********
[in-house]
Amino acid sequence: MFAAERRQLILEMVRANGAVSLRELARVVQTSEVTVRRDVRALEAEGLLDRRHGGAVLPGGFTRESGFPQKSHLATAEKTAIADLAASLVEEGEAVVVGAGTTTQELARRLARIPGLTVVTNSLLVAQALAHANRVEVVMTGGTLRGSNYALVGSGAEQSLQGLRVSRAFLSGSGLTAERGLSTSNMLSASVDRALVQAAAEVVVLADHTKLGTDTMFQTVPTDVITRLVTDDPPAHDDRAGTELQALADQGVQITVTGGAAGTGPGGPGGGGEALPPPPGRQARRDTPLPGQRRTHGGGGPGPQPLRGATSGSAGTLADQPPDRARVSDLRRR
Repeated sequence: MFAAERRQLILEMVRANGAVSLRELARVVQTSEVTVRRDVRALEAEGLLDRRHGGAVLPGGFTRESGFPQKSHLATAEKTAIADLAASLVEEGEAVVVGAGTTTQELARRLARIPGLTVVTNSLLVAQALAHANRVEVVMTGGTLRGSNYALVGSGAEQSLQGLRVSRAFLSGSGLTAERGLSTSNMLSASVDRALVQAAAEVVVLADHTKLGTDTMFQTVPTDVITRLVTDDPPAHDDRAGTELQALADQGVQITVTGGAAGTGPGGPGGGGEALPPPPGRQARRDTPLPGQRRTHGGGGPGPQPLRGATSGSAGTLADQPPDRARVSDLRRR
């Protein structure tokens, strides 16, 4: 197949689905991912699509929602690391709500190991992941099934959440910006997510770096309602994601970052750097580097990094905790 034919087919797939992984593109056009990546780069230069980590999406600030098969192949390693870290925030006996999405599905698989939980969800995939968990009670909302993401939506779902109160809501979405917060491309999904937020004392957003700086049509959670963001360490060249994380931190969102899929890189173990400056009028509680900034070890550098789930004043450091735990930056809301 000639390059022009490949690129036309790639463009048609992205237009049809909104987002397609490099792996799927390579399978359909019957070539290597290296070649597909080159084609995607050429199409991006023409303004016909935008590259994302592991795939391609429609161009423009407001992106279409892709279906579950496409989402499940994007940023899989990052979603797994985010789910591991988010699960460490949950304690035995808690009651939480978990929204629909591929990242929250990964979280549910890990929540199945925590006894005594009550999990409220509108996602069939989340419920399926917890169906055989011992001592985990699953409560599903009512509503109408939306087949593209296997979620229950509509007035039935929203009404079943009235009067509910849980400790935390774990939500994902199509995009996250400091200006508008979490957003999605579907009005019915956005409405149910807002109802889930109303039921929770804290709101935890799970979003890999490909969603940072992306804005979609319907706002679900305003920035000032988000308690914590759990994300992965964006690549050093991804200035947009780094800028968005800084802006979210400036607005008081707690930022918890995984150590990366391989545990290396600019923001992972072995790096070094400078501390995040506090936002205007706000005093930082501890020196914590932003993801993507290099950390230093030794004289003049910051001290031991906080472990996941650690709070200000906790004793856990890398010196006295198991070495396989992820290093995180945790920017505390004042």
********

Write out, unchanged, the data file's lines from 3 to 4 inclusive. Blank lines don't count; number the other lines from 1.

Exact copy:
Repeated sequence: MFAAERRQLILEMVRANGAVSLRELARVVQTSEVTVRRDVRALEAEGLLDRRHGGAVLPGGFTRESGFPQKSHLATAEKTAIADLAASLVEEGEAVVVGAGTTTQELARRLARIPGLTVVTNSLLVAQALAHANRVEVVMTGGTLRGSNYALVGSGAEQSLQGLRVSRAFLSGSGLTAERGLSTSNMLSASVDRALVQAAAEVVVLADHTKLGTDTMFQTVPTDVITRLVTDDPPAHDDRAGTELQALADQGVQITVTGGAAGTGPGGPGGGGEALPPPPGRQARRDTPLPGQRRTHGGGGPGPQPLRGATSGSAGTLADQPPDRARVSDLRRR
């Protein structure tokens, strides 16, 4: 197949689905991912699509929602690391709500190991992941099934959440910006997510770096309602994601970052750097580097990094905790 034919087919797939992984593109056009990546780069230069980590999406600030098969192949390693870290925030006996999405599905698989939980969800995939968990009670909302993401939506779902109160809501979405917060491309999904937020004392957003700086049509959670963001360490060249994380931190969102899929890189173990400056009028509680900034070890550098789930004043450091735990930056809301 000639390059022009490949690129036309790639463009048609992205237009049809909104987002397609490099792996799927390579399978359909019957070539290597290296070649597909080159084609995607050429199409991006023409303004016909935008590259994302592991795939391609429609161009423009407001992106279409892709279906579950496409989402499940994007940023899989990052979603797994985010789910591991988010699960460490949950304690035995808690009651939480978990929204629909591929990242929250990964979280549910890990929540199945925590006894005594009550999990409220509108996602069939989340419920399926917890169906055989011992001592985990699953409560599903009512509503109408939306087949593209296997979620229950509509007035039935929203009404079943009235009067509910849980400790935390774990939500994902199509995009996250400091200006508008979490957003999605579907009005019915956005409405149910807002109802889930109303039921929770804290709101935890799970979003890999490909969603940072992306804005979609319907706002679900305003920035000032988000308690914590759990994300992965964006690549050093991804200035947009780094800028968005800084802006979210400036607005008081707690930022918890995984150590990366391989545990290396600019923001992972072995790096070094400078501390995040506090936002205007706000005093930082501890020196914590932003993801993507290099950390230093030794004289003049910051001290031991906080472990996941650690709070200000906790004793856990890398010196006295198991070495396989992820290093995180945790920017505390004042």